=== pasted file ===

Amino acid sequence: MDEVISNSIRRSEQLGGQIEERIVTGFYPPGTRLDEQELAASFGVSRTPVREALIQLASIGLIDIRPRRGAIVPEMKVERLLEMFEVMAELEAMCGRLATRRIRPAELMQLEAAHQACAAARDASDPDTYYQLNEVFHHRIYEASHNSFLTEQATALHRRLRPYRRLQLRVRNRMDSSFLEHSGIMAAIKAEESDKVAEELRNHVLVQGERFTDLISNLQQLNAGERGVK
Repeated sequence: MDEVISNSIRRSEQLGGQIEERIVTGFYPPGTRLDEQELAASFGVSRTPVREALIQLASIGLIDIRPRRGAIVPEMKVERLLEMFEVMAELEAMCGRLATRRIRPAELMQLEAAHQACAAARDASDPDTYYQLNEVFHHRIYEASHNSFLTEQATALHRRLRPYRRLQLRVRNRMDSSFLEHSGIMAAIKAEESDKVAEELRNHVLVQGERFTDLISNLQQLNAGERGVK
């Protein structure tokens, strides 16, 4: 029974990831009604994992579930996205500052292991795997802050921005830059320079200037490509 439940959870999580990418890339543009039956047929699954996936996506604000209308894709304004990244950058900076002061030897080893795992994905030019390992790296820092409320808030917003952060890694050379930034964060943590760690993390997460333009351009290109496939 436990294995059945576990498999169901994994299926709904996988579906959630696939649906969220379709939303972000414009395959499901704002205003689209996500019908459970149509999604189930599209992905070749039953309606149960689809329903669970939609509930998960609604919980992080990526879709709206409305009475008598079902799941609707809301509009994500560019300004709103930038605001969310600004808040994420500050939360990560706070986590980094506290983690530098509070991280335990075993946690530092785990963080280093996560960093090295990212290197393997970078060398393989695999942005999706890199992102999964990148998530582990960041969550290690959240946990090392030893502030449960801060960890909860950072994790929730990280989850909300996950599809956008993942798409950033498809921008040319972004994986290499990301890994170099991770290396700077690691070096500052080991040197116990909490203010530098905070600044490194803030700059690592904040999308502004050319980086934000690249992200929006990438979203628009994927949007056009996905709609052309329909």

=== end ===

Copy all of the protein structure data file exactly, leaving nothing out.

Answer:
Amino acid sequence: MDEVISNSIRRSEQLGGQIEERIVTGFYPPGTRLDEQELAASFGVSRTPVREALIQLASIGLIDIRPRRGAIVPEMKVERLLEMFEVMAELEAMCGRLATRRIRPAELMQLEAAHQACAAARDASDPDTYYQLNEVFHHRIYEASHNSFLTEQATALHRRLRPYRRLQLRVRNRMDSSFLEHSGIMAAIKAEESDKVAEELRNHVLVQGERFTDLISNLQQLNAGERGVK
Repeated sequence: MDEVISNSIRRSEQLGGQIEERIVTGFYPPGTRLDEQELAASFGVSRTPVREALIQLASIGLIDIRPRRGAIVPEMKVERLLEMFEVMAELEAMCGRLATRRIRPAELMQLEAAHQACAAARDASDPDTYYQLNEVFHHRIYEASHNSFLTEQATALHRRLRPYRRLQLRVRNRMDSSFLEHSGIMAAIKAEESDKVAEELRNHVLVQGERFTDLISNLQQLNAGERGVK
């Protein structure tokens, strides 16, 4: 029974990831009604994992579930996205500052292991795997802050921005830059320079200037490509 439940959870999580990418890339543009039956047929699954996936996506604000209308894709304004990244950058900076002061030897080893795992994905030019390992790296820092409320808030917003952060890694050379930034964060943590760690993390997460333009351009290109496939 436990294995059945576990498999169901994994299926709904996988579906959630696939649906969220379709939303972000414009395959499901704002205003689209996500019908459970149509999604189930599209992905070749039953309606149960689809329903669970939609509930998960609604919980992080990526879709709206409305009475008598079902799941609707809301509009994500560019300004709103930038605001969310600004808040994420500050939360990560706070986590980094506290983690530098509070991280335990075993946690530092785990963080280093996560960093090295990212290197393997970078060398393989695999942005999706890199992102999964990148998530582990960041969550290690959240946990090392030893502030449960801060960890909860950072994790929730990280989850909300996950599809956008993942798409950033498809921008040319972004994986290499990301890994170099991770290396700077690691070096500052080991040197116990909490203010530098905070600044490194803030700059690592904040999308502004050319980086934000690249992200929006990438979203628009994927949007056009996905709609052309329909």